## Python

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import sys # Recursive function to print the path of a given vertex from source vertex def getPath(parent, vertex): if vertex < 0: return [] return getPath(parent, parent[vertex]) + [vertex] # Function to run the Bellman–Ford algorithm from a given source def bellmanFord(edges, source, n): # distance[] and parent[] stores the shortest path (least cost/path) info distance = [sys.maxsize] * n parent = [-1] * n # Initially, all vertices except source vertex weight INFINITY and no parent distance[source] = 0 # relaxation step (run V-1 times) for k in range(n - 1): # edge from `u` to `v` having weight `w` for (u, v, w) in edges: # if the distance to destination `v` can be shortened by taking edge (u, v) if distance[u] != sys.maxsize and distance[u] + w < distance[v]: # update distance to the new lower value distance[v] = distance[u] + w # set v's parent as `u` parent[v] = u # run relaxation step once more for n'th time to check for negative-weight cycles for (u, v, w) in edges: # edge from `u` to `v` having weight `w` # if the distance to destination `u` can be shortened by taking edge (u, v) if distance[u] != sys.maxsize and distance[u] + w < distance[v]: print('Negative-weight cycle is found!!') return for i in range(n): if i != source and distance[i] < sys.maxsize: print(f'The distance of vertex {i} from vertex {source} is {distance[i]}. ' f'Its path is', getPath(parent, i)) if __name__ == '__main__': # of graph edges as per the above diagram edges = [ # (x, y, w) —> edge from `x` to `y` having weight `w` (0, 1, -1), (0, 2, 4), (1, 2, 3), (1, 3, 2), (1, 4, 2), (3, 2, 5), (3, 1, 1), (4, 3, -3) ] # set the maximum number of nodes in the graph n = 5 # run the Bellman–Ford algorithm from every node for source in range(n): bellmanFord(edges, source, n) |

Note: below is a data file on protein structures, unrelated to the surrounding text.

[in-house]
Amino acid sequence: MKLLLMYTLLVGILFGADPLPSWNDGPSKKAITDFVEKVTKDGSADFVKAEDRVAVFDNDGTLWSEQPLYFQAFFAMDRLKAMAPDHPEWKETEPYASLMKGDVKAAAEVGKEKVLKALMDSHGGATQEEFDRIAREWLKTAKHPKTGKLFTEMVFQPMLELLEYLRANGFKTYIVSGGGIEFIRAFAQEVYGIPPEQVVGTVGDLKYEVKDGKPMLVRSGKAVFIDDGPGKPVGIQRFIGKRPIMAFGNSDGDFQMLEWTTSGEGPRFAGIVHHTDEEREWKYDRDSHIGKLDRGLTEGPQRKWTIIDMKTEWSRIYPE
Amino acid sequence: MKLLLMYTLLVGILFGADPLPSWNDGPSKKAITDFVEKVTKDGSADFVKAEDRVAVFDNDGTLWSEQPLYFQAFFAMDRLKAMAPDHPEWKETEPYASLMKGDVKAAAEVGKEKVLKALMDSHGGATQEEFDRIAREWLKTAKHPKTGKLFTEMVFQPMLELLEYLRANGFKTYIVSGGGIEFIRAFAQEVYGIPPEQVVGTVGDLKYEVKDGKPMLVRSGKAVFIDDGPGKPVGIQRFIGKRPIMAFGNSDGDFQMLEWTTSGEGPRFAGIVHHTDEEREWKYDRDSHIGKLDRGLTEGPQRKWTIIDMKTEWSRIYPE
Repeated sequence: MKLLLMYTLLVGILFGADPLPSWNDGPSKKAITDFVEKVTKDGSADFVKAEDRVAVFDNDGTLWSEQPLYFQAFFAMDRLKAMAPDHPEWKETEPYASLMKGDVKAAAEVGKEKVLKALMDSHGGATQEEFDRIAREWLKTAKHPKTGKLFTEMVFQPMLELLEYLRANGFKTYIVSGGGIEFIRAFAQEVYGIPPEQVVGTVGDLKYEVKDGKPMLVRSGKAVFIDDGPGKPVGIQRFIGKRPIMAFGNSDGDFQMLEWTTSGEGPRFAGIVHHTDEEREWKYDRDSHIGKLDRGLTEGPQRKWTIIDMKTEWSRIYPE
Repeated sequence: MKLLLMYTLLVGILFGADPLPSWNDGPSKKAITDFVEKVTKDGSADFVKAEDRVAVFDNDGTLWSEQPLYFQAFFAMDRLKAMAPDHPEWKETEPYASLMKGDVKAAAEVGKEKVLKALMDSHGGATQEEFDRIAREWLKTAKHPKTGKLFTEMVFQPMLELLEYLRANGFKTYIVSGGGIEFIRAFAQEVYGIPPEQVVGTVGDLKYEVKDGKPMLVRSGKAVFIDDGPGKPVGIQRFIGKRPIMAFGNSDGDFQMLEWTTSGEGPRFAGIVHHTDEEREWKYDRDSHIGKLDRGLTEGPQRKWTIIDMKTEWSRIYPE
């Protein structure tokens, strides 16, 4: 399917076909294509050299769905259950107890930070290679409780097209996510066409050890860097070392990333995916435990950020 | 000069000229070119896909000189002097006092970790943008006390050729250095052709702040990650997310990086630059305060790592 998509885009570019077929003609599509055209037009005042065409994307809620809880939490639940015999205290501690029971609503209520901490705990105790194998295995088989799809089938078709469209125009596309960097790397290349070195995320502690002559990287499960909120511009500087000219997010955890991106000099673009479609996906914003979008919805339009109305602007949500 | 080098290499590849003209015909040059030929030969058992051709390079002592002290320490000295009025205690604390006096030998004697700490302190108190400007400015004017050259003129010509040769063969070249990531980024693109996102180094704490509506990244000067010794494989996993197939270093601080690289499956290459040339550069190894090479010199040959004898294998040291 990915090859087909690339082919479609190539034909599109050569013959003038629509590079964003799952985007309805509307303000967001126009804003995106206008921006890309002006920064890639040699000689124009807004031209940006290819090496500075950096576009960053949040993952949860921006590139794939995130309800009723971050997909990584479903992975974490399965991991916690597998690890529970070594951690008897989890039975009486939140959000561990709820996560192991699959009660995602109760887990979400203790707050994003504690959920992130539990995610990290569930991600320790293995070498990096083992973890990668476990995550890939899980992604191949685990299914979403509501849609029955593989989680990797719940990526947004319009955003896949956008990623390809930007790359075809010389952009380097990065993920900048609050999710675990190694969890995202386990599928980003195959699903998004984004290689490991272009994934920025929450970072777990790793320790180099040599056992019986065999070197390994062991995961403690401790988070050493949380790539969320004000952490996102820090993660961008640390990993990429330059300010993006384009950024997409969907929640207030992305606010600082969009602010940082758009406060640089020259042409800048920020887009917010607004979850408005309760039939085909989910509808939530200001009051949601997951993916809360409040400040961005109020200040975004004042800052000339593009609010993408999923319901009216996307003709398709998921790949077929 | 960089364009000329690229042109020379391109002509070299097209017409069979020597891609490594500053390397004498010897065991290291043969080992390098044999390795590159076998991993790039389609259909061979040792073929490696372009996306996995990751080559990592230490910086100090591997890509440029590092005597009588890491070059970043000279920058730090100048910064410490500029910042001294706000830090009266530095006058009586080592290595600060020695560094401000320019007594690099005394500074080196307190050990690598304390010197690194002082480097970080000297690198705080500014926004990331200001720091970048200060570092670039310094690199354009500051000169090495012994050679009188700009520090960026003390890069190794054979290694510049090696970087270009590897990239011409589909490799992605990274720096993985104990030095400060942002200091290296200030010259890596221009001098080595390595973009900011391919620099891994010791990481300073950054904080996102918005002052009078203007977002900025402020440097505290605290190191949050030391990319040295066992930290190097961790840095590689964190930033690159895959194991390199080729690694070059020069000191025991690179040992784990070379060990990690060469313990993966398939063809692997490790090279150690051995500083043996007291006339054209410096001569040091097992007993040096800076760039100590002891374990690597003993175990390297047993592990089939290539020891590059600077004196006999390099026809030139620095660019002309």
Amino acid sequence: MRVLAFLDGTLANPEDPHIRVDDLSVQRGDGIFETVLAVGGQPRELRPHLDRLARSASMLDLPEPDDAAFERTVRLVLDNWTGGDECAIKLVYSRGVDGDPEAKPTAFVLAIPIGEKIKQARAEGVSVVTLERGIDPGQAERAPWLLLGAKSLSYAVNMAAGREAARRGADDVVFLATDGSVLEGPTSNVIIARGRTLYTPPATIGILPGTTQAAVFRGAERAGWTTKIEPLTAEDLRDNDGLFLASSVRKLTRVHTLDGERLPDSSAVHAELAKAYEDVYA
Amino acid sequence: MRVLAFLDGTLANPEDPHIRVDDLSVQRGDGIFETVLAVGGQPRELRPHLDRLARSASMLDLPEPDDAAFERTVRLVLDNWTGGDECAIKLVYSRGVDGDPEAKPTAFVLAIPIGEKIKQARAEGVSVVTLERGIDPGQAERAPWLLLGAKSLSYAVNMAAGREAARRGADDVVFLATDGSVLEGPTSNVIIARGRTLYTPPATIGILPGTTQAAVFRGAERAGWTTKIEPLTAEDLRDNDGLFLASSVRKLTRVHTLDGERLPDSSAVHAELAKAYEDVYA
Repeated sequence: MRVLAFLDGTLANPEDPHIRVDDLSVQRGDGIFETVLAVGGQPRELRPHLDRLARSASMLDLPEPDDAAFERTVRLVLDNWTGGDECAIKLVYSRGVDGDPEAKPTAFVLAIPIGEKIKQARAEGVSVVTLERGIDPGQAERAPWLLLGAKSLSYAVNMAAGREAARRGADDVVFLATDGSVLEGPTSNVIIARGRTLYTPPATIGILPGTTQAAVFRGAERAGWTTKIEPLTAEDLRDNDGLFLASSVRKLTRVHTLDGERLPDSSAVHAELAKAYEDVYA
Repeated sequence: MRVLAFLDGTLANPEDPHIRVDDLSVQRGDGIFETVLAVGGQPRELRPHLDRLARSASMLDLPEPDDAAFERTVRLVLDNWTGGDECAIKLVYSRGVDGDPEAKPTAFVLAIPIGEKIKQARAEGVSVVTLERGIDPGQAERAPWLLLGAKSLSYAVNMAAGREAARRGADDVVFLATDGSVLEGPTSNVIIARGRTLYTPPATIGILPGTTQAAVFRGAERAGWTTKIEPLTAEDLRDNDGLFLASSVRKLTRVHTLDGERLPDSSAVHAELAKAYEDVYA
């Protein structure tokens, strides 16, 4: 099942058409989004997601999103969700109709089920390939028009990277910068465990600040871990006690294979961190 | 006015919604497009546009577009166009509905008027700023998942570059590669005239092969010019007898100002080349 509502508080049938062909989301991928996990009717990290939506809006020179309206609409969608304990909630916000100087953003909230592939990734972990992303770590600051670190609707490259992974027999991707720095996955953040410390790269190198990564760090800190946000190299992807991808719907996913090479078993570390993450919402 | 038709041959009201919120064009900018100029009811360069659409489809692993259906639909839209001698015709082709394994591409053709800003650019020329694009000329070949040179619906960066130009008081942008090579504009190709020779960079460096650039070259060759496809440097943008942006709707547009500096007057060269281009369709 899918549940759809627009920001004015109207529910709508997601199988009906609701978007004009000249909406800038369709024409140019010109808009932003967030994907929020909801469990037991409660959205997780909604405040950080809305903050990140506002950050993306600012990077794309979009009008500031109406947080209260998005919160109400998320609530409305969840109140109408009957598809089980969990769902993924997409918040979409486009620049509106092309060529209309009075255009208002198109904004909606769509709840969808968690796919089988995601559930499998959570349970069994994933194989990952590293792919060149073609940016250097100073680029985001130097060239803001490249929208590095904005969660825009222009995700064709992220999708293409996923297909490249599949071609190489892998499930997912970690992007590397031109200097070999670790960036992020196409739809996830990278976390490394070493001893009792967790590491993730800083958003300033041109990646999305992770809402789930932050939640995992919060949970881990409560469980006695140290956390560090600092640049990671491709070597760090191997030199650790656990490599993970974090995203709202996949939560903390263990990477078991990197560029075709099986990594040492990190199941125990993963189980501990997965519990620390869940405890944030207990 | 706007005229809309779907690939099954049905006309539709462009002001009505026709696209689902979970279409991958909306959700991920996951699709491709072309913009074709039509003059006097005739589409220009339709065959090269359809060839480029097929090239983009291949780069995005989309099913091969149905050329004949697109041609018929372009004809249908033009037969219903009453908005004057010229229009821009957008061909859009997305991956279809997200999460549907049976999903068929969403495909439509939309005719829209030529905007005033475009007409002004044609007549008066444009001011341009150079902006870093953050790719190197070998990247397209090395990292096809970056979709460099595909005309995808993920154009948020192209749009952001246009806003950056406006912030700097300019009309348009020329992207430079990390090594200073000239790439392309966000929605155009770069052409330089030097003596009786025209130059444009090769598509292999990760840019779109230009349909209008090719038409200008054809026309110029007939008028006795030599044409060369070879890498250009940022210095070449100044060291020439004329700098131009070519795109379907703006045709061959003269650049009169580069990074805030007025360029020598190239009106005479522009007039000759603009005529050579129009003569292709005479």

**Output:**

The distance of vertex 1 from vertex 0 is -1. Its path is [0, 1]

The distance of vertex 2 from vertex 0 is 2. Its path is [0, 1, 2]

The distance of vertex 3 from vertex 0 is -2. Its path is [0, 1, 4, 3]

The distance of vertex 4 from vertex 0 is 1. Its path is [0, 1, 4]

The distance of vertex 2 from vertex 1 is 3. Its path is [1, 2]

The distance of vertex 3 from vertex 1 is -1. Its path is [1, 4, 3]

The distance of vertex 4 from vertex 1 is 2. Its path is [1, 4]

The distance of vertex 1 from vertex 3 is 1. Its path is [3, 1]

The distance of vertex 2 from vertex 3 is 4. Its path is [3, 1, 2]

The distance of vertex 4 from vertex 3 is 3. Its path is [3, 1, 4]

The distance of vertex 1 from vertex 4 is -2. Its path is [4, 3, 1]

The distance of vertex 2 from vertex 4 is 1. Its path is [4, 3, 1, 2]

The distance of vertex 3 from vertex 4 is -3. Its path is [4, 3]

The time complexity of the Bellman–Ford algorithm is O(V × E), where `V`

and `E`

are the total number of vertices and edges in the graph, respectively.

**References:**

1. https://en.wikipedia.org/wiki/Bellman%E2%80%93Ford_algorithm

2. MIT. Introduction to Algorithms 6.046J/18.401J/SMA5503 Lecture 18 Prof. Erik Demaine